A cut above

by HRM on October 9, 2012

Literary Wood carvings by Loren Kantor

Bukowski woodcut

I don’t hate people…I just feel better when they’re not around.
Charles Bukowski

When I was a college student, I had the habit of checking my friends bookcases to see what they were reading. I’d see books by Milan Kundera, Gabriel Garcia-Marquez, Herman Hesse. Looking on a lower shelf, tucked away in a corner perhaps, I’d often see multiple well-worn titles by Charles Bukowski. The message was clear: high-brow reading was necessary but Bukowski was pure fun. Charles Bukowski was a poet of the profane. A student of the gritty streets, he wrote about the shadow side of America.

Bukowski died of leukemia in 1994 and his funeral was conducted by Buddhist monks. His old De Longpre Avenue Apartment in Hollywood is now an official landmark. His headstone features a graphic of a boxer and the epitaph “Don’t try.”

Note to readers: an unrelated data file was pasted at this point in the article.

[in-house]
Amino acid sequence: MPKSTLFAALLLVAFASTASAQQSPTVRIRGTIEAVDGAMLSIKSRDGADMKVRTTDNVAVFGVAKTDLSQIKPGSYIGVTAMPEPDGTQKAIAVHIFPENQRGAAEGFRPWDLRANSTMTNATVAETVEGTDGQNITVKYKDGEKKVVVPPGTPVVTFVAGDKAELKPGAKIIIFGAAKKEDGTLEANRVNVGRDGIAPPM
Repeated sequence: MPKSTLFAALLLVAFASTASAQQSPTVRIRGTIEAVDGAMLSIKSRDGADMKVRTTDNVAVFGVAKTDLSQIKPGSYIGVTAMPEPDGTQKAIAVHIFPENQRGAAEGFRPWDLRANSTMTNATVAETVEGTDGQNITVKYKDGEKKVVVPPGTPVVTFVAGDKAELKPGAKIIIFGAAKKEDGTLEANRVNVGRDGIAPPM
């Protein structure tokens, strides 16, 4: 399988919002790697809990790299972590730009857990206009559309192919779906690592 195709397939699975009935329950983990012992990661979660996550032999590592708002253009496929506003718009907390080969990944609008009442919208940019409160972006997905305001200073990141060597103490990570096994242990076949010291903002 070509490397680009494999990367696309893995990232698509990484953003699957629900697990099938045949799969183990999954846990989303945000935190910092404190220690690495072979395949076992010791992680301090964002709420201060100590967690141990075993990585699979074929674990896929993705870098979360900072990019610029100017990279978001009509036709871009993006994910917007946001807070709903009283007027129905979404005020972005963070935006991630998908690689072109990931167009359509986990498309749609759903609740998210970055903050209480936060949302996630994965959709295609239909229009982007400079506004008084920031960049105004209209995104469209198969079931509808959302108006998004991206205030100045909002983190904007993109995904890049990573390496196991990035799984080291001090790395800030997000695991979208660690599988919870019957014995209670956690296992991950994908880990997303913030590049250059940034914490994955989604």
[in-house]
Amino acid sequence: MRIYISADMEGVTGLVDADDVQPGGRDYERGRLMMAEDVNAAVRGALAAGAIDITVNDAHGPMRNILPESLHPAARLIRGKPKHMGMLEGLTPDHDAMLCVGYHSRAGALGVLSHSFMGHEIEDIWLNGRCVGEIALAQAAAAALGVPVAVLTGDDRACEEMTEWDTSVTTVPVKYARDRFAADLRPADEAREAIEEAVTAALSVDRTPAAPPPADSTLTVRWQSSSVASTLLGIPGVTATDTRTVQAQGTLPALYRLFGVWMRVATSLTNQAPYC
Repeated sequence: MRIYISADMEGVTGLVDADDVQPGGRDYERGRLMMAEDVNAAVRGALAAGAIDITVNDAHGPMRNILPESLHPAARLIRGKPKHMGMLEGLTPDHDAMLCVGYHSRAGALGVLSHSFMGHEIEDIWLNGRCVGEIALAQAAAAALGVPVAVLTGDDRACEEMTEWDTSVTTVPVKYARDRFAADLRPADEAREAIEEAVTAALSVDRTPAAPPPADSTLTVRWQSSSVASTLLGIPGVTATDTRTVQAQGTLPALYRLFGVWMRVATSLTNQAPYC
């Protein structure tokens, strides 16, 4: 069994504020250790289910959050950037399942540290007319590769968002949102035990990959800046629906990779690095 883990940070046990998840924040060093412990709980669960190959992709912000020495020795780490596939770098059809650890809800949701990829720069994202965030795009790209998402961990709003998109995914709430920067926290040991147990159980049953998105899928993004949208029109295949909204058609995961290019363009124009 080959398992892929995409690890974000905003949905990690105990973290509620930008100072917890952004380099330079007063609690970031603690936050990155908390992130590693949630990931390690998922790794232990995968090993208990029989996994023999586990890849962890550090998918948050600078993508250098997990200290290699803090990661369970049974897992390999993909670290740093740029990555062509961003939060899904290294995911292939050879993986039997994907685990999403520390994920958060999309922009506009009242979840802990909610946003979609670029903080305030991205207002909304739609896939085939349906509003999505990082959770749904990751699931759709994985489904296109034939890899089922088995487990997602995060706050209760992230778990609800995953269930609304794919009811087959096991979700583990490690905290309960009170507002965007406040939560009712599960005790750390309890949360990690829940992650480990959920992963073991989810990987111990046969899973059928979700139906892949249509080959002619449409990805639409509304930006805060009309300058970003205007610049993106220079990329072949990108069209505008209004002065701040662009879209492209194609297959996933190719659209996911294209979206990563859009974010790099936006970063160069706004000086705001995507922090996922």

Aram Saroyan
Aram Saroyan
Aram came of age in the 60’s and his early writings were heavily influenced by the Beat Generation. He met the beat triumvirate of Kerouac, Ginsberg & Burroughs and Aram’s book “Genesis Angels” chronicles the life of beat poet Lew Welch. Kerouac recited his poem “Mexico City Blues” and asked Aram to repeat the words after him, line by line. When the poem was complete, Kerouac rewarded Aram by saying, “You’ll do, Saroyan.” To Aram, this was the equivalent of a literary knighting. Currently, Aram teaches creative writing at USC. Aram’s 2007 collection “Complete Minimal Poems” received the William Carlos Williams Award from the Poetry Society of America. His latest book is “Door to the River: Essays and Reviews from the 1960s into the Digital Age.”

Loren Kantor is a Los Angeles based woodcut artist and writer. He loves carving woodcuts & linocuts of his favorite cultural figures. His original carvings can be seen on his blog woodcuttingfool.blogspot.com

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